The first gun you buy probably will not be the one you use for the next decade. Make a careful choice, but know that your preferences will evolve with familiarity.

Double Eagle Gunworks is a Federally Licensed Firearms Dealer and can help you with the sale or transfer of a gun. Other sources are private individuals, gun stores, gun shows, and online dealers.

Buy a Holster, Ammunition, Eye Protection, and Ear Protection

You need a holster to carry your gun. This is another item that you will keep changing as you learn your preferences, so start with a basic holster until you discover what you like.

Here’s a nice soft holster at Cabela’s to get you started. Pay attention to where you carry and whether you are right or left handed. Go to the link above in the section about concealed carry for a full discussion of the options.

Optics Planet offers a combination package including shooting glasses and earmuffs.

Ammunition is hard to find right now, so grab some when you see it. The supply will meet demand again when the political situation stabilizes.

Take an Introductory Course From a Firearms Instructor

Your state’s government will have a website with a list of accredited instructors, or you can search online or ask at the local gun shop. Browse our course catalog to see the courses we offer at Double Eagle Gunworks LLC. You can also ask for a specific topic that interests you.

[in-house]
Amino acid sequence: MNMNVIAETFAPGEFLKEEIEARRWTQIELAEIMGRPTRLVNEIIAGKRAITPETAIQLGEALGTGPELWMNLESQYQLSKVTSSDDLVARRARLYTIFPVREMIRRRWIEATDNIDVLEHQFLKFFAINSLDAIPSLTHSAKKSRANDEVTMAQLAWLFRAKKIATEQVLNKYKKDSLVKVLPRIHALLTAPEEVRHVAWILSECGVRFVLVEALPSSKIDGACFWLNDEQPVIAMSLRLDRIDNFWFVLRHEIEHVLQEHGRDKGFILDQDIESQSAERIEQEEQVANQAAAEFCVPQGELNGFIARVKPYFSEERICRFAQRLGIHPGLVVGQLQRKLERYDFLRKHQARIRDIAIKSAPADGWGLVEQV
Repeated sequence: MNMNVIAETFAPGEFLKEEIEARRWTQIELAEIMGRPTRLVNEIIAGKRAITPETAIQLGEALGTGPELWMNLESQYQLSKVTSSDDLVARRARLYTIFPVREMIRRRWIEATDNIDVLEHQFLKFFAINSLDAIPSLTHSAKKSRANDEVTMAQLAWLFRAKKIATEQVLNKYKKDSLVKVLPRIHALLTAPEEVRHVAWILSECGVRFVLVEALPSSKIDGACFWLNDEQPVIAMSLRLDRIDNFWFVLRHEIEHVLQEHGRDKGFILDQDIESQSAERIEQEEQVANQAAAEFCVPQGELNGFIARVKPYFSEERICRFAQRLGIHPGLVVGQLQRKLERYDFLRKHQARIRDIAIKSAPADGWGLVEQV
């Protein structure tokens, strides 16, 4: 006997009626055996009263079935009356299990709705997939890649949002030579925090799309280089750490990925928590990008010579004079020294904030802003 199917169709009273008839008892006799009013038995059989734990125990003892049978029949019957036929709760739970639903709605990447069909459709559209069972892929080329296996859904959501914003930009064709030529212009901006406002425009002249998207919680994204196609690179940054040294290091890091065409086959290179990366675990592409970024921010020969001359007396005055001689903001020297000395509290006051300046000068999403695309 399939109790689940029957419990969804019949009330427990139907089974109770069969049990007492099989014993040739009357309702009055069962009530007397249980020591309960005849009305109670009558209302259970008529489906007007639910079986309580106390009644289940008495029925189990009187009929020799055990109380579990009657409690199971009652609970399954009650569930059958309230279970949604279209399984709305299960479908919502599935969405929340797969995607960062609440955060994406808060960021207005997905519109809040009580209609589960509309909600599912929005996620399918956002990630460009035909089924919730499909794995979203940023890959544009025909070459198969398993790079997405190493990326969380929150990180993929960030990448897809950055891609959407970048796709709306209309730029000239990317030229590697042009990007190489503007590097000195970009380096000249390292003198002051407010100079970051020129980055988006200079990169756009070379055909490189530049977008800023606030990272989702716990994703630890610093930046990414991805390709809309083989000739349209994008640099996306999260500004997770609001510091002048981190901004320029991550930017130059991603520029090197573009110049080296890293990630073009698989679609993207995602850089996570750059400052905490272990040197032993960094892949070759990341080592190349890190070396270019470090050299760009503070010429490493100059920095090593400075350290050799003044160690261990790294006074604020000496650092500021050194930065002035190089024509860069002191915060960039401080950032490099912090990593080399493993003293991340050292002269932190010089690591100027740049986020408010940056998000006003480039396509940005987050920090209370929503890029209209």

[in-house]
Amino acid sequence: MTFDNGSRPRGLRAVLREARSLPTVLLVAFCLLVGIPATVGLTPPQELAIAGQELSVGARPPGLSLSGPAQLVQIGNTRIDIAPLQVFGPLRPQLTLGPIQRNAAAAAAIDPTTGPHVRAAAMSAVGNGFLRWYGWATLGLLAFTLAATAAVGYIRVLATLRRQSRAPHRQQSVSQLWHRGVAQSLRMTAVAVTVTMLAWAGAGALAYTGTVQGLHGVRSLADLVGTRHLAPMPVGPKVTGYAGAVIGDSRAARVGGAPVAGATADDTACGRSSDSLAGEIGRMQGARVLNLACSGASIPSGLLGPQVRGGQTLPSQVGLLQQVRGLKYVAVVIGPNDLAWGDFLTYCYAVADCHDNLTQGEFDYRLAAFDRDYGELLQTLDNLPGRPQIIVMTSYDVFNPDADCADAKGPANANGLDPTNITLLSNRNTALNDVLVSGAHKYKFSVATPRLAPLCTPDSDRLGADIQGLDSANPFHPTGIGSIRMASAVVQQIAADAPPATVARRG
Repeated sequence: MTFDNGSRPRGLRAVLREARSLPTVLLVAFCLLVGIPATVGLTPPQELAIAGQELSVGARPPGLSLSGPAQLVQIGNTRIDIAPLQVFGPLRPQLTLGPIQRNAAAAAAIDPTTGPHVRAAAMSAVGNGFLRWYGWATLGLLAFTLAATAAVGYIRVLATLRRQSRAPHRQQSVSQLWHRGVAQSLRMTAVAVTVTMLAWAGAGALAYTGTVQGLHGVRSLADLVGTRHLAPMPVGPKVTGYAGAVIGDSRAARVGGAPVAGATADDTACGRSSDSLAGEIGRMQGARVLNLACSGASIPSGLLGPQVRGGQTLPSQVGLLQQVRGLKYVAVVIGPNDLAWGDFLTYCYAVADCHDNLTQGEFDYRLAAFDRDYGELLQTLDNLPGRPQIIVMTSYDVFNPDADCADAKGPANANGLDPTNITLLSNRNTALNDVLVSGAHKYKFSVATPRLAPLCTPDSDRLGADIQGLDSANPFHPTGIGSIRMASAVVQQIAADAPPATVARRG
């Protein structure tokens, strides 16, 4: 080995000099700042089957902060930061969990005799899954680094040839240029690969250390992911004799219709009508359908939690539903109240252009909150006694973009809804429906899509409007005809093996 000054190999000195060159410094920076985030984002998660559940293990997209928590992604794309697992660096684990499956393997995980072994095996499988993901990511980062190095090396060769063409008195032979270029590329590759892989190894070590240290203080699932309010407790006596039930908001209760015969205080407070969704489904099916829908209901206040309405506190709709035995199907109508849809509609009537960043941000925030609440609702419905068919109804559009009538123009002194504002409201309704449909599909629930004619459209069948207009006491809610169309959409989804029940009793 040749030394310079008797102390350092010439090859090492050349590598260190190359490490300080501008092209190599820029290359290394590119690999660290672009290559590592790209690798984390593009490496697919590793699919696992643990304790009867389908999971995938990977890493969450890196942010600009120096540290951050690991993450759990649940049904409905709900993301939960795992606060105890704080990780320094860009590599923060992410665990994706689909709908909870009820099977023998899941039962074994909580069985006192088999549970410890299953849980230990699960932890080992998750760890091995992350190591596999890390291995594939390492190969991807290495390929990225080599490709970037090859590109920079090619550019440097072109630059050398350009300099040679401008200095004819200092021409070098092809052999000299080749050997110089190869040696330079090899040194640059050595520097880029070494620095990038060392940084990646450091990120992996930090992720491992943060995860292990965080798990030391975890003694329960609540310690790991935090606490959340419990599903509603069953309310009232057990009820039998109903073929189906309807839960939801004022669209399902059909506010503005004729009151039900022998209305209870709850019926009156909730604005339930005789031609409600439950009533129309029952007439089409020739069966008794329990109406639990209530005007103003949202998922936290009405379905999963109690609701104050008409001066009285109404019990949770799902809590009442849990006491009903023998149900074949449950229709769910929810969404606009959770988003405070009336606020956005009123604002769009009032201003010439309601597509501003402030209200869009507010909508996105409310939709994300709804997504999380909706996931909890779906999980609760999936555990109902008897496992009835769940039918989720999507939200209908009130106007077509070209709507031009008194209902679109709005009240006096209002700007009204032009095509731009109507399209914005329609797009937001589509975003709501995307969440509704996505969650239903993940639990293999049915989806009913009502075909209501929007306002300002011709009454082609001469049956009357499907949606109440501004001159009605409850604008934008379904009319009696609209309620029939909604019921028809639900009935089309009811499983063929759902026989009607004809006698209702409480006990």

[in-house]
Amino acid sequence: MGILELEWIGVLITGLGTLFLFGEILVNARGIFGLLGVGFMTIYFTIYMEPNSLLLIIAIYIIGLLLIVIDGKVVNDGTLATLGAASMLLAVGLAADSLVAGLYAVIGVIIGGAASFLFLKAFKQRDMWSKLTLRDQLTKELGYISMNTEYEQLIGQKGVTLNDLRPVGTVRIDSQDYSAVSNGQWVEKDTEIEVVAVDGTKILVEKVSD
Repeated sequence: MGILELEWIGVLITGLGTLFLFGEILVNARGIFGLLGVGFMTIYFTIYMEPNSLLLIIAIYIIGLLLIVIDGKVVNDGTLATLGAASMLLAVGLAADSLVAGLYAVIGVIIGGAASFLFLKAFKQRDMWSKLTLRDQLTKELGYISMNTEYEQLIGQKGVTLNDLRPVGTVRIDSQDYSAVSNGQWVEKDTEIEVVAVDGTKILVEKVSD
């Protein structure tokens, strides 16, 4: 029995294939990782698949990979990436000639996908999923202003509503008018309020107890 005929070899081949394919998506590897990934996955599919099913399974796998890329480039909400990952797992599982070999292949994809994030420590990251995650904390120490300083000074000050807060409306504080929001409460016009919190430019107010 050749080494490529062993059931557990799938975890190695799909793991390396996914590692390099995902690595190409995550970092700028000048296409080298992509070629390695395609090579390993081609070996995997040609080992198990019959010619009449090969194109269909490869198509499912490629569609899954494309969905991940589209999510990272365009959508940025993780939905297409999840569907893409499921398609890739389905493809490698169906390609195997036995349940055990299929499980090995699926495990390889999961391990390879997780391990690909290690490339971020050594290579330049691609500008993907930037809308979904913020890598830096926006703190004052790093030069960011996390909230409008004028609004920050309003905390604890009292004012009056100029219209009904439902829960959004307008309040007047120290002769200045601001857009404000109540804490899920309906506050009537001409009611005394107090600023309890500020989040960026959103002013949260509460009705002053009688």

Take a CWP Course

Your firearms instructor will probably have a CWP course or be able to recommend a CWP instructor. Use the link above to see our CWP course and sign up if you are in the Upstate of South Carolina.

Get Your Permit

After your CWP course (which may go by another name in your state), you have to fill out the application and send it in with your fingerprints and a check. Expect the turnaround turn to be weeks or months before your permit arrives in the mail.

Start Carrying Your Gun

Welcome to the world of concealed carry! I am glad you made the choice to join us. Keep watching my blog for helpful information on gun related topics as well as Constitutional topics.

Sign up for our newsletter to keep track of our news. Go to our Double Eagle Gunworks channel to watch helpful gun-related videos on YouTube.

Use our coupon code “double10” to get 10% off your first purchase at these online retailers:

We are compensated when you use our affiliate links.

Carla Pittman

Carla is a Speech Pathologist working in Home Health by day and a blogger by night. She married Chris in 2008 and is working to help him unite his love of guns with his passion for teaching others to carry safely. Her other impetus for blogging is to make Americans aware of their Constitutional rights, which are at risk in the current political environment.